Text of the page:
Frontline vs Advantix vs tick collar
Got my dog vaccinated for lyme and he is ready for the trail. I plan on applying food grade diatomaceous earth every few days as well but wanted to get input on frontline vs advantix and whether or not a collar should be used as well to go along with one of them. I am concerned about all the chemical but it sure beats tick infestation...
Whats the story behind the D-earth?
ok, i'm sure someone will pipe in and tell me i'm wrong, but i have quite a bit of experience that both frontline and advantix and lyme vaccines are worthless as far as ticks are concerned (i suppose they may be keeping fleas off my dog, who knows). i have found advantix to be moderately less useless. at first it seemed to work much better but years later i'm going to call that an aberation. i still find live ticks feeding on my dog regularly. as for the vaccine. he gets it every year, has tested positive for lyme 3 times. i'll keep using advantix, mostly just so he doesnt get fleas from another dog at the park, but i think the 3rd strike on the lyme vaccine will be the end of it for me.
during a heated discussion with a vet about how i spend all this money making sure my dog doesnt get lyme and he gets it constantly anyway, using a collar came up. ive never tried it but i know from the discussion that it is to be used INSTEAD OF frontline/advantix, not in addition to. thats about all i know. assuming you mean a real veterinary sold collar and some crap from the grocery story, which basically everyone but the people who make them seem to know are utterly pointless.
woops, theres a word "not" missing from the last sentence of my last post
You might want to take a look at a product called 'Revolution'.
I found it to be much more effective than either Frontline or Advantix.
The tick collars are to be used as an either or product - either a collar OR a spot medication. From what I can remember of my reading, some of the collars can be put on in advance of exposure to ticks and then taken off and sealed in a ziploc, rather than worn continually. Needless to say, the one's available OTC in the big box stores are of questionable value.
For years I had my collie vaccinated against Lyme disease, annual shots for just about everything. If I had a 'do-over' I would avoid a lot of the medications a whole lot more and he'd never have seen lyme vaccinations at all - here's something you probably should read http://www.dogsnaturallymagazine.com...ccine-disease/
I'll never be able to prove it now but my gut instinct is that a whole lot of his later in life mobility problems were long term side effects.
I find a.bandana with bug spay really works well to keep bugs and ticks away. Frontline will only kill those that hitchike. I prefer bandana cause has multiple uses unlike flea collar.
I manage a busy animal hospital in Atlanta, and if you ask me the best protection for ticks is a tick collar. I would recommend a brand called Preventic that lasts for 3 months and can be found at most vet offices or online. Frontline plus and revolution are good products but none of them get all variations of the tick and frequent bathing or swimming can diminish the efficacy over time. As for the lyme vaccination, we usually don't recommend it at my practice. One reason is that if your pet has ever been given the lyme vaccine, then they will show up positive (false positive) on most lyme tests for the rest of their life. Another good idea would be shaving your dog's fur so that you can easily see if a tick has attached so you quickly and carefully remove it.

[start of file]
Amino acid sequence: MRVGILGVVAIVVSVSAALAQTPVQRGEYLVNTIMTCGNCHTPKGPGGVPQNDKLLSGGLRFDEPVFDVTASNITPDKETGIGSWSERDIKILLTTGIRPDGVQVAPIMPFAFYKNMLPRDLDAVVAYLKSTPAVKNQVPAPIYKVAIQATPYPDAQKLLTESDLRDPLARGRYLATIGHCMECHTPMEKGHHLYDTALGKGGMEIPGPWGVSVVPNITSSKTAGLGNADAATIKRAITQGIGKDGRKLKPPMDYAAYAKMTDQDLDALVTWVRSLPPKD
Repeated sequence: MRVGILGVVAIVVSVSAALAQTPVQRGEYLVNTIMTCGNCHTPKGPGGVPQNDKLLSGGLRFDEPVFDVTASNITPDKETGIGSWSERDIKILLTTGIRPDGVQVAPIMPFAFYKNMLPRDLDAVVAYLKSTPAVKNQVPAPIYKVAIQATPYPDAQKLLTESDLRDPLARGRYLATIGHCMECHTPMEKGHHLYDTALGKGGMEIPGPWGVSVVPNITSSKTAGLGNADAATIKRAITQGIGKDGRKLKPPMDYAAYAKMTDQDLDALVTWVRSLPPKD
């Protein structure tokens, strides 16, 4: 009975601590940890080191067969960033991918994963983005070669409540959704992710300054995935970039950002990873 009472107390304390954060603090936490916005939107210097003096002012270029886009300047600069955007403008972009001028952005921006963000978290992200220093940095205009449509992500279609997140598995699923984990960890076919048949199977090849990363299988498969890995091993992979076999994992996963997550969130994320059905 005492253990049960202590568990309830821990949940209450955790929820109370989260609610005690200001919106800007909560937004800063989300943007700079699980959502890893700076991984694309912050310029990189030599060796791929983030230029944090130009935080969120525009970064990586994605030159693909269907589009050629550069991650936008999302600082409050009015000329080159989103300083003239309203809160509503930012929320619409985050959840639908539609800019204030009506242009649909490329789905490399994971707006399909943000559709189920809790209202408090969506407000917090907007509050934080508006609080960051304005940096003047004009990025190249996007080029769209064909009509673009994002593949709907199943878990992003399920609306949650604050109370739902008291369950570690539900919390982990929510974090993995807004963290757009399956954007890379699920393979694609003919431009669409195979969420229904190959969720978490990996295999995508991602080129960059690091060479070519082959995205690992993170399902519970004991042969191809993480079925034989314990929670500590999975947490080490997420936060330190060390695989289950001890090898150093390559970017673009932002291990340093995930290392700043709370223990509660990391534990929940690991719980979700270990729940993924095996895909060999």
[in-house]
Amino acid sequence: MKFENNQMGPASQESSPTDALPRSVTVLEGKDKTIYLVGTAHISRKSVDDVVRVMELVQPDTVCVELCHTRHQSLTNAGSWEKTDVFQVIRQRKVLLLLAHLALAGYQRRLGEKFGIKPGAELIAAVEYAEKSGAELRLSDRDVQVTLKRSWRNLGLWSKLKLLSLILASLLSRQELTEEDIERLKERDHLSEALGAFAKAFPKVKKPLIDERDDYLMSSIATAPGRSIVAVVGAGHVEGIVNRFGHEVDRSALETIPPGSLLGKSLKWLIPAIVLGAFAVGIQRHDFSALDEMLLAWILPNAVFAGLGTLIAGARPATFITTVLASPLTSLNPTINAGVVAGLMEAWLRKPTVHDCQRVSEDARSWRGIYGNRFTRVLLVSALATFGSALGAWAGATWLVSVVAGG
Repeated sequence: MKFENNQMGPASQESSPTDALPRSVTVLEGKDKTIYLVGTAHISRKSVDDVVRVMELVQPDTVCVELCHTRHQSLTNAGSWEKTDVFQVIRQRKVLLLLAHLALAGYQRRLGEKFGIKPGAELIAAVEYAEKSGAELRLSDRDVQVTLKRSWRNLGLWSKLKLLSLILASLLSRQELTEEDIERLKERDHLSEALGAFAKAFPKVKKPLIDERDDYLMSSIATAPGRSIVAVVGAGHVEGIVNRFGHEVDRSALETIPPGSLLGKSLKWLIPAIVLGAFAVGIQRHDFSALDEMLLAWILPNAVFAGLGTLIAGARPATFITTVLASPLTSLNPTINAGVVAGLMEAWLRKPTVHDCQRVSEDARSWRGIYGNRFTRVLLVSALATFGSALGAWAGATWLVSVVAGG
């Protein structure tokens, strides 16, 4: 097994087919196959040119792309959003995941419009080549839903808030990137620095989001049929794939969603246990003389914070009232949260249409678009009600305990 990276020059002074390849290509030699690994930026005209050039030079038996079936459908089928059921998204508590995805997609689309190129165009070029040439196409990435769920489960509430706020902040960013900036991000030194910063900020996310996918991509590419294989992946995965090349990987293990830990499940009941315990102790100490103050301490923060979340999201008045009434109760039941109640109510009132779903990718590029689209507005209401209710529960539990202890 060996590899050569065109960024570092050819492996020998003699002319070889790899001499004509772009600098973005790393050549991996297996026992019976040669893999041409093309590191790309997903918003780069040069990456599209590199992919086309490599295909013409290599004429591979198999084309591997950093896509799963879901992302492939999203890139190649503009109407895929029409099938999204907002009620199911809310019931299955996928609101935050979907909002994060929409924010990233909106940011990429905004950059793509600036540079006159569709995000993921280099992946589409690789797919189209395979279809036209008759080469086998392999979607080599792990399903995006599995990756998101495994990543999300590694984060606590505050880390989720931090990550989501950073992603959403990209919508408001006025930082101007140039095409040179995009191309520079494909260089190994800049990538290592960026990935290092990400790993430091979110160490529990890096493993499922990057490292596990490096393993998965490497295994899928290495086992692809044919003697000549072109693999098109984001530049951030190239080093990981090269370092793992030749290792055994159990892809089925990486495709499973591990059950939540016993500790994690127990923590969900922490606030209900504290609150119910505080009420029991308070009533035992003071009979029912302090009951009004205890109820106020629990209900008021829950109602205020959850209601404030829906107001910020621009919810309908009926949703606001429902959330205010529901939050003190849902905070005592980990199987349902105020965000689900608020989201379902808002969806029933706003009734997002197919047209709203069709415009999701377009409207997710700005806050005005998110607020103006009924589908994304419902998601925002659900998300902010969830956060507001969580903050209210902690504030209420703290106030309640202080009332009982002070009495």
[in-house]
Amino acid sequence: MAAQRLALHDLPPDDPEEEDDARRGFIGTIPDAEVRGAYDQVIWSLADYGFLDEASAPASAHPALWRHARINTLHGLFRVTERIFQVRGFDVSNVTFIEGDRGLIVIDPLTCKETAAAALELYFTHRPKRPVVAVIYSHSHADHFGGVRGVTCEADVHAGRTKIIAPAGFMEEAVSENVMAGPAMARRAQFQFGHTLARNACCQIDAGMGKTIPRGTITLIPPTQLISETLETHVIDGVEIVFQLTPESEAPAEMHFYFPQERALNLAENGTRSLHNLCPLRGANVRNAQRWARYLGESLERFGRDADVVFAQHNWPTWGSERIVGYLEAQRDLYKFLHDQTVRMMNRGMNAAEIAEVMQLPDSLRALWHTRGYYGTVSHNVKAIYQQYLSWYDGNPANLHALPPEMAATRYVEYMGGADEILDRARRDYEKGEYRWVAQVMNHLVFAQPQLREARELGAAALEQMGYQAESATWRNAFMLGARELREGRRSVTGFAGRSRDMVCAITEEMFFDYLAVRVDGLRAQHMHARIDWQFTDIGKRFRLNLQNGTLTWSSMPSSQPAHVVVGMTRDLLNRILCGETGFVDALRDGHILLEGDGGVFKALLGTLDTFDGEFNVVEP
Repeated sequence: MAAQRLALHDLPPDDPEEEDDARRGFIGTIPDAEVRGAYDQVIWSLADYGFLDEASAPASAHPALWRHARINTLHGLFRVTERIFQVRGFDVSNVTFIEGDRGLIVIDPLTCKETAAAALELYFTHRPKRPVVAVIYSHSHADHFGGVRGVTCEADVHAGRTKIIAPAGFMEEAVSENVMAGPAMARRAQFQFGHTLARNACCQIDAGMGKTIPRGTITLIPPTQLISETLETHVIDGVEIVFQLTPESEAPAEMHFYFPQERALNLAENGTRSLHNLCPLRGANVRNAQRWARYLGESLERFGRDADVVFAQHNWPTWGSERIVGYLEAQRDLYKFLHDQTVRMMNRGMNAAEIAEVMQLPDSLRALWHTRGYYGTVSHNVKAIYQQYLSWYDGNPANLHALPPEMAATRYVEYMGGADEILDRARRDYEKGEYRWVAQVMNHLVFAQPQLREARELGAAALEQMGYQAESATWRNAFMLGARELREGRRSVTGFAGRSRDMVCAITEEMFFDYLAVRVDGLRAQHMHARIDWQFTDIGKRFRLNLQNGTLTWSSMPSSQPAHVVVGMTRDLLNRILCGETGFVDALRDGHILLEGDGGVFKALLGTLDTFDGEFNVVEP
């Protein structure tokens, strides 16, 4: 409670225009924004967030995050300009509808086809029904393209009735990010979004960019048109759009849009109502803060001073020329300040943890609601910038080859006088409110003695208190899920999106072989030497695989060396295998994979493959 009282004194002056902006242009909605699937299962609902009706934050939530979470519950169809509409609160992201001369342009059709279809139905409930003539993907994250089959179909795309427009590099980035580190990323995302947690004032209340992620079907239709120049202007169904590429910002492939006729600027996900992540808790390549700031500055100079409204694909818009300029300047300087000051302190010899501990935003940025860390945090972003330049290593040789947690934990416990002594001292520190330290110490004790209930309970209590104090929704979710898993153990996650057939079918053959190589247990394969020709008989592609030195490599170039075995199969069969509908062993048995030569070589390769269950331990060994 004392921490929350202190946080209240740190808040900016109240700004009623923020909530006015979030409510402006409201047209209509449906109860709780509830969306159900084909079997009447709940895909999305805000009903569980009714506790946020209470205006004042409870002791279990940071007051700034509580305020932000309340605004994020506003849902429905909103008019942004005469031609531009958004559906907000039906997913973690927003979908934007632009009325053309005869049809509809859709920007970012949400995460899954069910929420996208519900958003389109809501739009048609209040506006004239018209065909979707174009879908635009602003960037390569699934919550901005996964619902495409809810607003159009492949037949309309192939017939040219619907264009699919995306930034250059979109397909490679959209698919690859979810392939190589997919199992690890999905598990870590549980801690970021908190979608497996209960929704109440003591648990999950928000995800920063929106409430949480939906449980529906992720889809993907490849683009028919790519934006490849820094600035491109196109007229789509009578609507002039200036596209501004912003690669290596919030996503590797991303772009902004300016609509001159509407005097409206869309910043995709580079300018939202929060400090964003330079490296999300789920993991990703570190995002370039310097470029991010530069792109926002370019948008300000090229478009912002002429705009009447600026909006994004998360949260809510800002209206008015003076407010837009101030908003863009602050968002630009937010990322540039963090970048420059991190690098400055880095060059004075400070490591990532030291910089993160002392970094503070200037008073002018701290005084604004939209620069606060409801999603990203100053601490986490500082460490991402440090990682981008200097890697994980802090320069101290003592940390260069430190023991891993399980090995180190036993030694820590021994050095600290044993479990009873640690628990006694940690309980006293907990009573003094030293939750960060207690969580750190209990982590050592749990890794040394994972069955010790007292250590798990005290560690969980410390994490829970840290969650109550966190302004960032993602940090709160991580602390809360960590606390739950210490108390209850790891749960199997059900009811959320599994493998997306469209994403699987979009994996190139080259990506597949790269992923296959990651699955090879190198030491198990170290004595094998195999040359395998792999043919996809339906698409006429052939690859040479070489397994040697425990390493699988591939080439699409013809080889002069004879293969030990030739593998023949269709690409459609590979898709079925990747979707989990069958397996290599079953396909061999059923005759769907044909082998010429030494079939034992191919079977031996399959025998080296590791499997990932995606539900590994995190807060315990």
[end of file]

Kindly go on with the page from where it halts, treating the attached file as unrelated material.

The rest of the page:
thats interesting, ive had the false positive argument with my vet twice now and they are insistent that isnt the case. the really interesting thing is that its always the heartworm test (which i guess is combined with a tick borne illness test) that shows positive almost without fail (once it was negative). a dedicated lyme test never comes back positive. i would have just ignored the most recent positive except it was allegedly positive for lepto also.
Originally Posted by jcamp
advantix is also supposed to act as a repellent. with either one though i will occasionally find live ticks that have been living on my dog for days.
Originally Posted by trublu
before anyone lectures me about checking for ticks sooner, he has a very thick coat and sometimes they need to swell up a bit before they can be found. disgusting but true.
Jcamp is on the money regarding the preventive collar. As a small animal veterinarian in south Georgia, we have terrible problems with ticks. The Preventic collar by Virbac is the only product I am aware of that will not only kill the tick, but also make it release so you don't have to do so. When dogs come in covered in ticks, we no longer start pulling them off. We apply a collar and in about two to three hours there are dead ticks on the floor of the kennel.
Pit should be stats that there is no product known to man that will definitively kill a tick before it can attach and thus potentially transmit any of the tick transmitted diseases such as Lyme, rocky mountain spotted fever, or ehrlicia.
The collar lasts about three months.
BTW, I am in no way associated with Virbac and have no vested financial interest in your decision. Just trying to help a fellow hiker (and his friend!).
We live in an area with a lot of ticks and use Frontline. Our dog has never had a tick attach in the two years we've had him. It isn't as effective against fleas though.
Shaving dogs is generally not recommended. Fur insulates dogs and actually keeps them both warmer and cooler. A shaved dog may have problems with sunburn as well.
i dont know how to account for the difference, but i can put frontline on my dog and take him hiking and then pull 10 ticks off of him. do you take your dog hiking in the woods or are you basing this on having never gotten a tick while out in the yard or around your house?
Originally Posted by Spirit Walker
I live in the Northeast and my vet recommended switching from frontline to the new version of advantix. apparently, the ticks up here have become immune to frontline...but i'm always skeptical about claims like that, as well as any incentives that may have been offered to the vet in exchange for promoting one brand over the other.
my dog is 4ish, and for the 2.5 years i've had him, he's had lyme vaccines at his annual checkup, has had either frontline or advantix on him year round, and also takes the interceptor pill for heartworm and fleas... after his last stay at the kennel, he came home with fleas, and i still got whacked for a $39 dollar flea bath since "the fleas have been bad this year"